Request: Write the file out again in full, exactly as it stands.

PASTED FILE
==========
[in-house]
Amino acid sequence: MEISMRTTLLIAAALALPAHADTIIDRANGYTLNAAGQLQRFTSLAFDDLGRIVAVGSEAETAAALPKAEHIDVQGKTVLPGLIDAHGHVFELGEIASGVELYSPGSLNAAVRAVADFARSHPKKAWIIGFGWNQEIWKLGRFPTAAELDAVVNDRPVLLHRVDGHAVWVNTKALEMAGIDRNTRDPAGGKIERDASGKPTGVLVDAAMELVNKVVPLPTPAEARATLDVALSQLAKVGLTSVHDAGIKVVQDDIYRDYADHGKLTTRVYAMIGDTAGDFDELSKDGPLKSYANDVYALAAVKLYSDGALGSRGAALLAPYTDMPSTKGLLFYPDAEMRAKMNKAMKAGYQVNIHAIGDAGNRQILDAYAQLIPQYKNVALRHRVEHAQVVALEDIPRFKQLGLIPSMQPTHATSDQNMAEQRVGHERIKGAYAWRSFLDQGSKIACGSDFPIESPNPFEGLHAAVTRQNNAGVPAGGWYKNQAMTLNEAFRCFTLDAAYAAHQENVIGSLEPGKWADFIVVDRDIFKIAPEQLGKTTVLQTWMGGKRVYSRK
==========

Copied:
[in-house]
Amino acid sequence: MEISMRTTLLIAAALALPAHADTIIDRANGYTLNAAGQLQRFTSLAFDDLGRIVAVGSEAETAAALPKAEHIDVQGKTVLPGLIDAHGHVFELGEIASGVELYSPGSLNAAVRAVADFARSHPKKAWIIGFGWNQEIWKLGRFPTAAELDAVVNDRPVLLHRVDGHAVWVNTKALEMAGIDRNTRDPAGGKIERDASGKPTGVLVDAAMELVNKVVPLPTPAEARATLDVALSQLAKVGLTSVHDAGIKVVQDDIYRDYADHGKLTTRVYAMIGDTAGDFDELSKDGPLKSYANDVYALAAVKLYSDGALGSRGAALLAPYTDMPSTKGLLFYPDAEMRAKMNKAMKAGYQVNIHAIGDAGNRQILDAYAQLIPQYKNVALRHRVEHAQVVALEDIPRFKQLGLIPSMQPTHATSDQNMAEQRVGHERIKGAYAWRSFLDQGSKIACGSDFPIESPNPFEGLHAAVTRQNNAGVPAGGWYKNQAMTLNEAFRCFTLDAAYAAHQENVIGSLEPGKWADFIVVDRDIFKIAPEQLGKTTVLQTWMGGKRVYSRK